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6. Findings and lessons.

6.1 The Bank can be instrumental in stimulating government commitment with regard to population and HIV/AIDS through policy dialogue, advocacy, technical support and lending, but such support is insufficient to consolidate and sustain that commitment. Through policy dialogue and technical assistance provided in the context of project preparation, the Bank supported the development and approval by Government of policy and strategic documents for addressing population issues and for fighting HIV/AIDS. Government's agreement to borrow for HIV/AIDS was in considerable part attributable to the Bank's persistence in highlighting the risks and consequences of not addressing HIV/AIDS during the preparation of the health operation in 1994. The Bank's persistence and candor helped open a national discussion on HIV/AIDS.

6.2 Other factors that are critical to raising and sustaining Government commitment are (i) the relevance of the objective, determined in part by the availability of local evidence and data; and (ii) the degree of mobilization of civil society. The support of HIV/AIDS research, data collection and analysis, studies and the strengthening of a sentinel surveillance system have provided concrete, country-specific (and region-specific) information to sensitize officials on the progression of the epidemic, and its socioeconomic consequences. Over and above these data, the fight against HIV/ArDS became more relevant (especially in the south) as the epidemic progressed and more people observed first-hand and were affected by the disease and its consequences. (67) The objectives of the second medium-term plan (to prevent further infection, to care for those infected and to mitigate the social and economic impact of the disease), thus have immediate and growing relevance. As civil society mobilized itself to undertake its own action, as new local associations of vulnerable and affected groups were formed, and as public-private partnerships were formalized, civil society advocacy has raised pressure for public sector engagement and accountability (associations of PLWHA at the local level, and national NGOs of women ministers and parliamentarians are two cases in point).

6.3 Data was also generated on population size, growth and dynamics in Chad and projections were available as early as 1994, assessing the consequences of rapid population growth on the socio-economic development prospects of the country. While there was general consensus in Chad about the desirability of implementing the population policy components aimed at improving the rights, opportunities, services and well-being of mothers and children, the notion of limiting family size was met with some reticence. High infant and child mortality and poverty have propelled couples to have more children for social security in their old age and for supplemental household income and labor. As opposed to HIV/AIDS, the relevance and immediacy of objectives to reduce the rate of population growth were not nearly as apparent. Even the use of modern contraception for child spacing--which can lower child mortality and improve maternal and child health--has not been fully embraced. As a consequence, civil society advocacy around the objective of increasing the modern contraception rate has not happened.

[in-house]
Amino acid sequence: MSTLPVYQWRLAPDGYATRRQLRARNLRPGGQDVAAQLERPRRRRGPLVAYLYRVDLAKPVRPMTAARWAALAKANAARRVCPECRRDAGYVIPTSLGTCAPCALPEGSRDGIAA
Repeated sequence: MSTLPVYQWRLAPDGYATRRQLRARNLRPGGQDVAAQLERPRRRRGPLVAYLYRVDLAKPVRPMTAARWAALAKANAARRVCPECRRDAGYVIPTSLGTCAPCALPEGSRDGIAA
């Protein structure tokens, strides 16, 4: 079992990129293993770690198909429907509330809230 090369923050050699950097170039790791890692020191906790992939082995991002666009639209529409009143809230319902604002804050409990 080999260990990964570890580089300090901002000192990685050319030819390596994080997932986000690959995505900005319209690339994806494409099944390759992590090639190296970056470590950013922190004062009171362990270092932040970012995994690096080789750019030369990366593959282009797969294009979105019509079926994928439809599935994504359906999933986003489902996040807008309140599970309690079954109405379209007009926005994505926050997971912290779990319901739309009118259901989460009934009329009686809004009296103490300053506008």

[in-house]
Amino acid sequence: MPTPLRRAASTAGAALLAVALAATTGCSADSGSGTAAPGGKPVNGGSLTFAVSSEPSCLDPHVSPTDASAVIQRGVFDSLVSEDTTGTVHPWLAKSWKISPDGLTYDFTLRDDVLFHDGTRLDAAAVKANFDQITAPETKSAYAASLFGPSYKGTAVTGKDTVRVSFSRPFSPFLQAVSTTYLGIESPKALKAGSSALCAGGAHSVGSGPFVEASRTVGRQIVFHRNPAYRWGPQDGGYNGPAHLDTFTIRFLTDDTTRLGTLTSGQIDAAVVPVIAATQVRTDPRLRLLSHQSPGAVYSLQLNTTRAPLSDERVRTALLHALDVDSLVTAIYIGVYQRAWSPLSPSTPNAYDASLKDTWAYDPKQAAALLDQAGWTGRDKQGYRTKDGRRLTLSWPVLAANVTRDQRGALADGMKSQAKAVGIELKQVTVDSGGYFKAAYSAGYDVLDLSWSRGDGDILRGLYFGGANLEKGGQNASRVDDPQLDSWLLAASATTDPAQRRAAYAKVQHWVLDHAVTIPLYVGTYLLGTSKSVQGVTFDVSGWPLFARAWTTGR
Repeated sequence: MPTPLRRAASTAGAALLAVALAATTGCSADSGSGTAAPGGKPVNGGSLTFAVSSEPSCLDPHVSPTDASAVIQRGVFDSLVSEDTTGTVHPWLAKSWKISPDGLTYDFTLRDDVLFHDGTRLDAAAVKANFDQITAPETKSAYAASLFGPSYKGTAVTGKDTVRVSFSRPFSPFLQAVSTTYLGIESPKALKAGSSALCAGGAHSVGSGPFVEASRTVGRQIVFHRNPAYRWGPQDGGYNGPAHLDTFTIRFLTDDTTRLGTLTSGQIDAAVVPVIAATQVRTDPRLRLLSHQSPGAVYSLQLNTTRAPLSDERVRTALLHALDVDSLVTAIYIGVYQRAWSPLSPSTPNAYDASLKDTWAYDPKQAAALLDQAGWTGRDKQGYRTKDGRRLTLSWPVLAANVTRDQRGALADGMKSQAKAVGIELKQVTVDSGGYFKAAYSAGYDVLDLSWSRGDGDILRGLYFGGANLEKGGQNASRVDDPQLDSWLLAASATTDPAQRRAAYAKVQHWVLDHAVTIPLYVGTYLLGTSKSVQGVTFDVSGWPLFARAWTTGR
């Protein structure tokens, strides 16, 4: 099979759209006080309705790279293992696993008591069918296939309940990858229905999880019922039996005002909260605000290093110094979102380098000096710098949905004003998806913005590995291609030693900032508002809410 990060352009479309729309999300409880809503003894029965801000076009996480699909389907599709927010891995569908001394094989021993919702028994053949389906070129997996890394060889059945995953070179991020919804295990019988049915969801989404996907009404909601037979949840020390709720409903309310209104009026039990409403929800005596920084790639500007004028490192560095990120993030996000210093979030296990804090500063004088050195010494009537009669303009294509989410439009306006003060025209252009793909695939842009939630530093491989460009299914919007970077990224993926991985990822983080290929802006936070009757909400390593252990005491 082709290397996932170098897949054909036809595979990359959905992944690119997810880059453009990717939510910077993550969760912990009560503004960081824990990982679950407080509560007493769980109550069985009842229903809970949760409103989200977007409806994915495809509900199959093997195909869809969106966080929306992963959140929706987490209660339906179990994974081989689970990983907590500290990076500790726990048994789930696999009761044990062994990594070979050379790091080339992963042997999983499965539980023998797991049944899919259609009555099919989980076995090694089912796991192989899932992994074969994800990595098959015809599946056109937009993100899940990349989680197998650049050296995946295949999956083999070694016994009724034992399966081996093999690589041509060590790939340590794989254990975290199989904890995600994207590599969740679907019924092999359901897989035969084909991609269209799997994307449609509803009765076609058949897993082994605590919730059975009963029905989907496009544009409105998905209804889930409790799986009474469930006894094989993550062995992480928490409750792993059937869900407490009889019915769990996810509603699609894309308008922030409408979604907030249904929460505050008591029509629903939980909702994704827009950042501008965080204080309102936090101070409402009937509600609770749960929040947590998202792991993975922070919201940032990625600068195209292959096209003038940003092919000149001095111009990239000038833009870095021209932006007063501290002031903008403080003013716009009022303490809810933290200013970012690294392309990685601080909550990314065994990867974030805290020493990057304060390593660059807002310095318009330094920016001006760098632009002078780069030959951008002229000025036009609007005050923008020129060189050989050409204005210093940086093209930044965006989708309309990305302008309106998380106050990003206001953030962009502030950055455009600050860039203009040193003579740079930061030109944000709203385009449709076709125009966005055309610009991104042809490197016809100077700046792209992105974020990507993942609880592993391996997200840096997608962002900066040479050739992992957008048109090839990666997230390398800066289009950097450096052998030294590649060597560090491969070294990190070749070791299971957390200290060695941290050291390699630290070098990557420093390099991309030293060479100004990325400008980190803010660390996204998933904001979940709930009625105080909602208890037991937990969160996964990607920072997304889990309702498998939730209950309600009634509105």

6.4 Successful achievement of population and HIV/AIDS objectives requires the conviction and commitment of public sector and nongovernmental leaders and decision-makers in all layers of Chadian administration and society. The stimulation and nurturing of national commitment requires continuous and multiple efforts, given population mobility and turnover in leadership and public sector positions.

6.5 Capacity building of public sector institutions will not be successful if efforts are not aligned with the official mandates of these institutions. The institutional framework for the fight against HIV/AIDS had already been established at the project's outset. By government arrete (68) the PNLS was given the responsibility for the coordination and management of HIV/AIDS/STD activities in the country, including the provision of technical oversight and support to national partners in their fight against HIV/AIDS/STDs, and for epidemiological surveillance and other relevant data collection and analysis. However, because the PNLS in effect was so weak, and because the other components of the institutional framework for HIV/AIDS were not considered to be sufficiently functional, (69) the project was set up to give the PCT/MoPC the de facto responsibility for inter-sectoral coordination.